We had the great privilege to head on up to Zak Foster's studio/apartment in Brooklyn. We've admired his work for quite some time & wanted to know more about his process. He and his partner, Travis, are true Southern gentlemen. Leading us through holiday markets, French bakeries, and a decadent modern donut house we felt totally and utterly taken care of. The greatest treat of all was being able to see and sleep under a quilt or two of Zaks.
1. How long have you been in this current space and how has your arts practice affected it?
My partner and I just moved into our new home less than a year ago, and in a lot of ways it still feels like we’re getting settled in. We still have a corner filled with stubborn boxes that have been sitting there since we’ve moved in, little odds and ends that we can’t bear to part with, but have no other place for. But I got my workspace unpacked and set up pretty quickly after we moved in. I was eager to see how things could be made to work in the new space. I was coming from working in the dining room (a makeshift sewing area that I had to pack up every night) to an extension off our eat-in kitchen, which gives me plenty of room to sew. The biggest change for me has been the luxury of perspective. In my old workspace, the farthest back I could get from my design wall would have been about eight feet. Here in the new place I can back all the up out of the kitchen and into the dining room, a good twenty feet, which gives me the ability to better see the entire composition at once. Because of this I find myself working on larger scale designs.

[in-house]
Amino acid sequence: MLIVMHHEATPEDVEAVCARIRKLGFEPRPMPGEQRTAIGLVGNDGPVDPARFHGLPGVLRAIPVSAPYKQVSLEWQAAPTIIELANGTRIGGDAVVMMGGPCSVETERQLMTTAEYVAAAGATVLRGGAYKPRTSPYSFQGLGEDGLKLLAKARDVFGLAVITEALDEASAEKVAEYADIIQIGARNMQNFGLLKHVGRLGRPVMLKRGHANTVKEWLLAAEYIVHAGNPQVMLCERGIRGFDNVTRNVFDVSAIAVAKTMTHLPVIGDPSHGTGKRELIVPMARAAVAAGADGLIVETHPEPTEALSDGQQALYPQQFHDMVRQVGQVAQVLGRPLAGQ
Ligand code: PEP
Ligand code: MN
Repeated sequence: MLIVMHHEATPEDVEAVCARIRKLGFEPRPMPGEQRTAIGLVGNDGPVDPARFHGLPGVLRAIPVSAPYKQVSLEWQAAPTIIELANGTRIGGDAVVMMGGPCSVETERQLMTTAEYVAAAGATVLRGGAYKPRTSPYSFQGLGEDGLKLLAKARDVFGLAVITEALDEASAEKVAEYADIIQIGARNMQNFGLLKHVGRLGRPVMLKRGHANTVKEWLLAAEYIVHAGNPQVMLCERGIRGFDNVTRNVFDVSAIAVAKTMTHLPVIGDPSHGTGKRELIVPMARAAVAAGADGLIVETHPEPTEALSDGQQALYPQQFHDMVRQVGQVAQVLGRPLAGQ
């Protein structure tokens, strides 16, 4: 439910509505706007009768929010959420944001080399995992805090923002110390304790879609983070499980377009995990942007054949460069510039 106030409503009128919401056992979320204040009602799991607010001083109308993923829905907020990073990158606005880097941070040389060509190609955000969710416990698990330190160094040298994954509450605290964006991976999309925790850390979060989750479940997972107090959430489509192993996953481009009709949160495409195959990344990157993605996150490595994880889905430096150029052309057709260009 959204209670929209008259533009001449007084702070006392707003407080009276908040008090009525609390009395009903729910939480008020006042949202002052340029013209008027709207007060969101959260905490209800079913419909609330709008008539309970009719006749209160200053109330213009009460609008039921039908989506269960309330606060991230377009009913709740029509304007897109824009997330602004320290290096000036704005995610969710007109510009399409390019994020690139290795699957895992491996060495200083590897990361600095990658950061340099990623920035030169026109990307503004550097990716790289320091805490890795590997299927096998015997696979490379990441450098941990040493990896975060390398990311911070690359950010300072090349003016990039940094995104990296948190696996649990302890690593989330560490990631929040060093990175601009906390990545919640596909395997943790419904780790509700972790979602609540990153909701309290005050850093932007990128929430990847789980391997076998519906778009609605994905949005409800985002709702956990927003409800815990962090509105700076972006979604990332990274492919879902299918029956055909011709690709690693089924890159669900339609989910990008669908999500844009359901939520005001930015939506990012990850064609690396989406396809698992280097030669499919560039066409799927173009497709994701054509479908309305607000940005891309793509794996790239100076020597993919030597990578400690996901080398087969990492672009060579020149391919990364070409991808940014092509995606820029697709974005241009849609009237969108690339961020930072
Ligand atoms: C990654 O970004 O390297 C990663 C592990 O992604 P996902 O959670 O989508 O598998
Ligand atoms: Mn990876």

2. What do you require logistically to create a usable space?
A design wall! Number one. The ability to slap a piece of fabric up on the wall and step back is vital to my process. I have a horrible visual imagination. I have to actually see things to know how they’re going to work, and the design wall helps do that. I also have a cutting table (usually covered in piles of fabric, so maybe I should call it my stacking table instead.) I wish I had a ironing table… I’m still working off my old half-size ironing board from the college dorm days. There’s a chest of drawers where I have fabrics sorted in four drawers: warm colors, cool colors, white/neutrals, and dark/neutrals. I also keep a small collection of mementos (postcards, notes, sketches, scraps of fabric, etc.) to inspire me and keep me grounded.
3. What are some of the reasons why you have a space dedicated to your making practice?
First off I need a dedicated space because I have so much stuff! Piles of fabric, piles of books, piles of tools, and needles, and measuring tapes, all the bits and bobbins you need to create. It would drive both my partner and me crazy if it weren’t centralized somehow. But deeper than that, I like having a set purpose for each space. The bed’s for sleeping and the bathroom for bathing, and the kitchen for cooking, and so on. By having a work area set apart, it helps me get into the flow of things easier. Just entering the space makes it easier to get in sync with the creative energy. I sit and drink my coffee at my worktable every morning while I watch the sky lighten, and I can still feel the residual creative energy from the day before. It’s totally different than drinking coffee on the couch in the living room.